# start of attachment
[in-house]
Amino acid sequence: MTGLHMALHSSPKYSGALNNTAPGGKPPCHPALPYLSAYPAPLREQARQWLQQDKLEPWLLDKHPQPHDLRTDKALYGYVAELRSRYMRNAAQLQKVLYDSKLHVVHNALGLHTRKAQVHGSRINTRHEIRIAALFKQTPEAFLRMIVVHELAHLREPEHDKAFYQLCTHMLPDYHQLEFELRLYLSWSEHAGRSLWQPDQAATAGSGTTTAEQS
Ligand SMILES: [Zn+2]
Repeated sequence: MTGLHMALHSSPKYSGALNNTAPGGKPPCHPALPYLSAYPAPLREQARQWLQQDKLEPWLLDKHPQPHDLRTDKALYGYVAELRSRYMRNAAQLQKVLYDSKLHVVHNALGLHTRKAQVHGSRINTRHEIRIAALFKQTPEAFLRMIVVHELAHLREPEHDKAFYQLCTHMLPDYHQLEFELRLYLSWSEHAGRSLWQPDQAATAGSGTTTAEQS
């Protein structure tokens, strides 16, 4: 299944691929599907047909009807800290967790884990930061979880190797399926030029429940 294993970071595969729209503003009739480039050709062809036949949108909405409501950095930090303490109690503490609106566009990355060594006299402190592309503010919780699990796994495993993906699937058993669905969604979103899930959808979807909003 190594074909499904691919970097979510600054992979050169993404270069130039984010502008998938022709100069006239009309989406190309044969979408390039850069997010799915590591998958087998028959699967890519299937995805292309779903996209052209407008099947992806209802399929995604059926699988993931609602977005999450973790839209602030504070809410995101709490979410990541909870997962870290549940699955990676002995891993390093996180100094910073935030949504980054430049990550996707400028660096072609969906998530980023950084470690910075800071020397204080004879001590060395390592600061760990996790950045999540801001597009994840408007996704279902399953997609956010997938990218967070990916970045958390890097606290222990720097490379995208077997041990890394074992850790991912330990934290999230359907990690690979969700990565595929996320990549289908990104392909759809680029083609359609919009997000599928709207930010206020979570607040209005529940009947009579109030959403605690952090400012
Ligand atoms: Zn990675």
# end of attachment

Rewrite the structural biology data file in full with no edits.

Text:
[in-house]
Amino acid sequence: MTGLHMALHSSPKYSGALNNTAPGGKPPCHPALPYLSAYPAPLREQARQWLQQDKLEPWLLDKHPQPHDLRTDKALYGYVAELRSRYMRNAAQLQKVLYDSKLHVVHNALGLHTRKAQVHGSRINTRHEIRIAALFKQTPEAFLRMIVVHELAHLREPEHDKAFYQLCTHMLPDYHQLEFELRLYLSWSEHAGRSLWQPDQAATAGSGTTTAEQS
Ligand SMILES: [Zn+2]
Repeated sequence: MTGLHMALHSSPKYSGALNNTAPGGKPPCHPALPYLSAYPAPLREQARQWLQQDKLEPWLLDKHPQPHDLRTDKALYGYVAELRSRYMRNAAQLQKVLYDSKLHVVHNALGLHTRKAQVHGSRINTRHEIRIAALFKQTPEAFLRMIVVHELAHLREPEHDKAFYQLCTHMLPDYHQLEFELRLYLSWSEHAGRSLWQPDQAATAGSGTTTAEQS
């Protein structure tokens, strides 16, 4: 299944691929599907047909009807800290967790884990930061979880190797399926030029429940 294993970071595969729209503003009739480039050709062809036949949108909405409501950095930090303490109690503490609106566009990355060594006299402190592309503010919780699990796994495993993906699937058993669905969604979103899930959808979807909003 190594074909499904691919970097979510600054992979050169993404270069130039984010502008998938022709100069006239009309989406190309044969979408390039850069997010799915590591998958087998028959699967890519299937995805292309779903996209052209407008099947992806209802399929995604059926699988993931609602977005999450973790839209602030504070809410995101709490979410990541909870997962870290549940699955990676002995891993390093996180100094910073935030949504980054430049990550996707400028660096072609969906998530980023950084470690910075800071020397204080004879001590060395390592600061760990996790950045999540801001597009994840408007996704279902399953997609956010997938990218967070990916970045958390890097606290222990720097490379995208077997041990890394074992850790991912330990934290999230359907990690690979969700990565595929996320990549289908990104392909759809680029083609359609919009997000599928709207930010206020979570607040209005529940009947009579109030959403605690952090400012
Ligand atoms: Zn990675």